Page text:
How to File a Wrongful Death Claim in 4 Steps

People find it difficult to move on following the loss of a loved one. While no amount of compensation can bring a life back, bringing those partly or fully responsible to justice can alleviate the pain.

A wrongful death lawsuit can be filed against individuals or entities who acted with negligence or intent, resulting in the loss of life. Winning the case may not bring back a loved one's life, but it helps families move on with fewer difficulties, financial or otherwise. Filing a claim may prevent further deaths, especially in medical malpractice and defective products.

Regardless of the reason, suing for a wrongful death case can be complicated, especially since applicable statutes vary from state to state. Here's what you can do to initiate the process:

1. Contact an Experienced Attorney

Several factors need to be considered in filing a wrongful death claim. Essential elements include establishing the duty of care and proving that a breach of standard practices was committed.

More importantly, the plaintiff must prove that the breach, whether intentional or not, caused the death.

The family's representative must also know the damages they're entitled to and the state's statute of limitations to prevent case dismissal. In most of the United States territories, the complainant must file within two years after the death of a loved one, while other states have shorter or longer limits.

The easiest way to navigate the system involves contacting an attorney for a case consultation. At this stage, your lawyer will discuss the details to decide whether your case can be held up in court and which steps to take moving forward.

2. Gather As Many Documents As You Can

Case evaluations are crucial in determining sufficient evidence to file a lawsuit. Your counsel might request you bring these documents during the case evaluation. Otherwise, they can help you gather them while building your case or before the formal filing of a wrongful death claim.

  • Police reports

  • Medical bills, test results, doctor's notes, etc.

  • Autopsy records

  • Death certificate

  • Witness details and statements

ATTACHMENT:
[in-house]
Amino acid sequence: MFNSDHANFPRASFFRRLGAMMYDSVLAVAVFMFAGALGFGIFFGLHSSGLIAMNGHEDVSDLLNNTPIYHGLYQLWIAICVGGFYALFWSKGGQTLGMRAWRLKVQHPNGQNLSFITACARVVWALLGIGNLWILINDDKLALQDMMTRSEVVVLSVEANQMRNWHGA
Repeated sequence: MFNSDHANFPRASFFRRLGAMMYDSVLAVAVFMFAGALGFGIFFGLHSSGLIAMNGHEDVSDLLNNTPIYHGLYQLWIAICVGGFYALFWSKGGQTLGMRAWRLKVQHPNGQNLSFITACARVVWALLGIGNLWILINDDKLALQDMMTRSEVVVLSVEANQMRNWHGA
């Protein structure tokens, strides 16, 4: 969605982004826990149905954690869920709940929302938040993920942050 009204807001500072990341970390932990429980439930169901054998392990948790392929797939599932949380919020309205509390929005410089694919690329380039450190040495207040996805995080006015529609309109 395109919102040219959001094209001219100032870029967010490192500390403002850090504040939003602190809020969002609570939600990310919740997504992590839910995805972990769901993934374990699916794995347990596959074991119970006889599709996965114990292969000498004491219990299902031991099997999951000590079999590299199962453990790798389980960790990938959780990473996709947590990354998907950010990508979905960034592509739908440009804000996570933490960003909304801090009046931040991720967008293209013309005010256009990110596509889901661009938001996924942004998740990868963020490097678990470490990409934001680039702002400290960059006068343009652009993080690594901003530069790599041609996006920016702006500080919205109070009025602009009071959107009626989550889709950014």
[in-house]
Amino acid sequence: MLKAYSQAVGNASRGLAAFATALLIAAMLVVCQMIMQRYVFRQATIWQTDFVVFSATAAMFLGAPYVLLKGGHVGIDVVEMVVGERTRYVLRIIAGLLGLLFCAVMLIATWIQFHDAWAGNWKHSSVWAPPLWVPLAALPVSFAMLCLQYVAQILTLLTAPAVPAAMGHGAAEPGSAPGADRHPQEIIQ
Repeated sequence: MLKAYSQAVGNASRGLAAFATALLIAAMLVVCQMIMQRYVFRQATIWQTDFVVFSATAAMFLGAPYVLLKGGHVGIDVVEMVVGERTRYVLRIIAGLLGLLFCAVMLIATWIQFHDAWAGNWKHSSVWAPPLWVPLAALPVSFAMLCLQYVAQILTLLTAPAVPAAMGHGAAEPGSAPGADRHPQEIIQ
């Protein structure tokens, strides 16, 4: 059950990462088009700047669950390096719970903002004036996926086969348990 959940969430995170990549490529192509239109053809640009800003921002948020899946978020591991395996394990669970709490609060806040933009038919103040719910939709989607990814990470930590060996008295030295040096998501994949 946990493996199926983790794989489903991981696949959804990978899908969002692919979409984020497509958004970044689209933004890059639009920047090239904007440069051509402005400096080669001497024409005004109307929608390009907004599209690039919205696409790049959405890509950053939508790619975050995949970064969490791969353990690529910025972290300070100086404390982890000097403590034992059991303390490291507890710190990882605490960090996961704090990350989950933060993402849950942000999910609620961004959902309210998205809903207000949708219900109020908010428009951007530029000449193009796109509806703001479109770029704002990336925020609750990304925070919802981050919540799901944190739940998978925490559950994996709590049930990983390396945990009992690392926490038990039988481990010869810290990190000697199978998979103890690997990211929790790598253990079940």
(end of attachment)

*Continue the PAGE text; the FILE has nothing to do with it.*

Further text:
• The deceased's financial documents, including tax receipts

  • Photo and video documentation

Your chosen legal counsel will review these papers to assess the case and identify the responsible party. They will also use financial documents such as tax receipts and employment records, including other expenses incurred during and after the incident, to calculate compensatory and other damages a plaintiff is entitled to collect.

The lawyer may likewise ask the family representative to gather additional documents for evidence before the court should the case turn into a full-blown trial.

3. Contact the Other Party for a Settlement

After the lawyer determines that sufficient cause can be established, they will assist you in gathering more evidence to build your case. They will most likely contact the defendant to work on a settlement.

In most cases, the other party will likely accept the negotiation offer to avoid time-consuming and costly litigation. Having a lawyer by your side during this process is extremely helpful. It eliminates your risk of being trapped in a one-sided agreement, especially if you're fighting against a defendant with deep pockets.

An experienced legal counsel will ensure you and your family get a reasonable and satisfactory offer. Depending on the circumstances, the plaintiff may receive compensation for economic and non-economic damages and, in some cases, punitive costs.

However, in some cases, the other party might offer you a smaller amount to downplay the incident or your losses. If you can't agree on a fair settlement, it's time to proceed to the next step: filing a lawsuit.

4. File a Wrongful Death Lawsuit

A wrongful death claim begins after a settlement breaks down. At this stage, your legal advocate will prepare a summons and complaint to be served to the defendant. A pre-trial or discovery phase ensues, where both parties disclose evidence to each other. That's why working with your attorney is paramount in building your case.

The plaintiff's and the defendant's counsels will review the evidence to initiate interrogatories, where both sides can raise questions that need to be answered under oath or objected to. Witnesses will be asked to appear and share what they know about the incident. This is done to establish the circumstances and actions leading to the death.

After taking the depositions, the judge will often discuss with both parties the possibility of another settlement before the actual trial. If both parties are still adamant about proceeding, the judge will discuss whether certain claims are upheld or dismissed and which types of evidence are admissible.


To say that filing a wrongful death claim is complex is an understatement. As such, you need a skilled lawyer who can understand your situation and is committed to providing the deceased's family with the best legal outcomes.

Whether you plan on filing a lawsuit or not, it's crucial to have compassionate legal counsels who'll stop at nothing to help you get fair compensation and the justice you deserve.

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